He traced the beginning of the National Digital Library Program to 1994, when the American Memory Web site was initiated to offer many of the nation's historical treasures online. Today, more than 10 million unique materials from the Library and those of its partners are available free of charge in the American Memory Web site (www.loc.gov/memory).
The content of the World Digital Library, like that of American Memory, will be primarily one-of-a-kind materials, including manuscript and multimedia materials of the particular culture.
The Library's experience with large-scale digitization projects includes a number of scanning pilots with a variety of vendors, including Google. The Library and Google recently completed a yearlong cooperative digitization of about 5,000 books in the public domain. The pilot developed procedures for handling and tracking fragile material as well as developing specifications for high-quality scanned images. Google will continue its scanning efforts by digitizing works of historical value from the Library of Congress' Law Library.
To lay the groundwork for the World Digital Library, the Library will develop a plan for identifying technology issues related to digitization and organization of World Digital Library collections. These might include presentation, maintenance and standards that support both access and preservation. The plan will also identify resources, such as equipment, staffing and funding, required to digitize and launch an online presentation of a worldwide collection.
The plan would be made available to libraries, content owners and their supporters. This initiative will complement the large-scale national project that Congress has directed the Library to lead: the formation of a network of institutional partners to build a digital preservation architecture for collecting, preserving and making accessible important material available only in digital form. (For more information about this national program, go to www.digitalpreservation.gov.)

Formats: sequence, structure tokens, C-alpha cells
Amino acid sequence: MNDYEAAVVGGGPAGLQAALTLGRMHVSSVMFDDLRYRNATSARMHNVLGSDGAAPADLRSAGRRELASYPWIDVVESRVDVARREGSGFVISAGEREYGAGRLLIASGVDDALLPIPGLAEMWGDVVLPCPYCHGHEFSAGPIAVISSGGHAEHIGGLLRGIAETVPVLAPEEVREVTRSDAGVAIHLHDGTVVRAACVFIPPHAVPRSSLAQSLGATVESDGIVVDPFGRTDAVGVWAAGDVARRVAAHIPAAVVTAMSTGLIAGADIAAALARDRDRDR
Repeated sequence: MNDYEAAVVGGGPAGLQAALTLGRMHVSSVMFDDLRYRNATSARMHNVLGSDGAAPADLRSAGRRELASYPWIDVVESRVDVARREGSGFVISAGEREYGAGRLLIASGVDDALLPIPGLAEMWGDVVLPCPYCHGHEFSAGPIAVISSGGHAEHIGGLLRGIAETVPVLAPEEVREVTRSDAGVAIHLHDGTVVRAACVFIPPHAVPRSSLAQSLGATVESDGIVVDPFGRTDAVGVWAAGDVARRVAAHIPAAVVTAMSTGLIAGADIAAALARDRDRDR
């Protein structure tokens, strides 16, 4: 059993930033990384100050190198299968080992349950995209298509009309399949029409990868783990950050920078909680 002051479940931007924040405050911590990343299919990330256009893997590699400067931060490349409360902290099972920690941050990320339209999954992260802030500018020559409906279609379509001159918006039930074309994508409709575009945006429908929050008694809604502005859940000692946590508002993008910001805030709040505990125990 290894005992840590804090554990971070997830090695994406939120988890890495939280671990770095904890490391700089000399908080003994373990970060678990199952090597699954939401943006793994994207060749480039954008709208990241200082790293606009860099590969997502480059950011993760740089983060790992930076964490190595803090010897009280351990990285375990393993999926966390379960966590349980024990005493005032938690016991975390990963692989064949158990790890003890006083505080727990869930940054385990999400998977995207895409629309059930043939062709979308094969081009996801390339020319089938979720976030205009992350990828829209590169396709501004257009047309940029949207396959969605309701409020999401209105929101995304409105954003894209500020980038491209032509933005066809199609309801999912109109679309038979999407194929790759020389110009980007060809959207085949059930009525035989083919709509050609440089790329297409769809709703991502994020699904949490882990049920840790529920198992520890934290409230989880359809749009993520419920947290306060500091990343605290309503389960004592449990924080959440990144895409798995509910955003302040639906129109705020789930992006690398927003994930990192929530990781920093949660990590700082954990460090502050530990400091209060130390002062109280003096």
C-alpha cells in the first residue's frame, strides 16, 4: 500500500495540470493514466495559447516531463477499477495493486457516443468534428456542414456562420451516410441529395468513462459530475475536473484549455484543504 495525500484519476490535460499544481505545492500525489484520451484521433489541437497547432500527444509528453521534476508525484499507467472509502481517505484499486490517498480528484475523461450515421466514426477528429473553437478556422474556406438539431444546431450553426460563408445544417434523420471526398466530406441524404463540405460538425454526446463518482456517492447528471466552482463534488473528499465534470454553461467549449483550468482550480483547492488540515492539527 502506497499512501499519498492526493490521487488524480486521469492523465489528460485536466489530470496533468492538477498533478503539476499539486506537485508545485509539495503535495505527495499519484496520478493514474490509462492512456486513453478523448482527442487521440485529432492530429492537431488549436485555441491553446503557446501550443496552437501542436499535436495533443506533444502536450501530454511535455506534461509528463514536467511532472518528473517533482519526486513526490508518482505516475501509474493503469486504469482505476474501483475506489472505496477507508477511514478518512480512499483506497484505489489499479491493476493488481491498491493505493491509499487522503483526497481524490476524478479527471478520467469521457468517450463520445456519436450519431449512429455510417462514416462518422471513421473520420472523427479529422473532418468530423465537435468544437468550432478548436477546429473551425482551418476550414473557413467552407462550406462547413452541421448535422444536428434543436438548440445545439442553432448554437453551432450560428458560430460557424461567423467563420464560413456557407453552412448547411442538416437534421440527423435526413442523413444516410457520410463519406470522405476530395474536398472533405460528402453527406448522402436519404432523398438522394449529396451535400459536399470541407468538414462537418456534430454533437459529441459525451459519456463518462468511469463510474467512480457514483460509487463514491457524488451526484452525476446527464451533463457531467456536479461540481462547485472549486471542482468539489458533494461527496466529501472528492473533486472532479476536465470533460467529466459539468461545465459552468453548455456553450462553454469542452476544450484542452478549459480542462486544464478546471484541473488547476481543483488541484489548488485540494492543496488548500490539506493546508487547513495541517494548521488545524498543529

Like the materials in American Memory, those in the World Digital Library will either be in the public domain or made available with special permission.
Speaking to the UNESCO commission, Billington noted that new communications technologies have not always had peaceful uses. He said the invention of movable type had "fanned religious wars" in the 16th century; telegraphy, photography and power-driven presses had "fulminated nationalistic passions and world wars in the 20th century"; and the Internet and global communications have linked transnational terrorist organizations.
"Whenever new technology suddenly brings different peoples closer together and makes them aware of certain commonalities, it seems simultaneously to create a compensatory psychological need for the different peoples to define — and even assert aggressively — what is unique and distinctive about their own historic cultures," the Librarian said.
However, he added, a global digital library containing primary documents of cultures holds out the promise of bringing people closer together as their knowledge and understanding of one another increases.
"Libraries are inherently islands of freedom and antidotes to fanaticism. They are temples of pluralism where books that contradict one another stand peacefully side by side on the shelves, just as intellectual antagonists work peacefully next to each other in reading rooms," Billington said.
Gail Fineberg is editor of The Gazette, the Library's staff newsletter.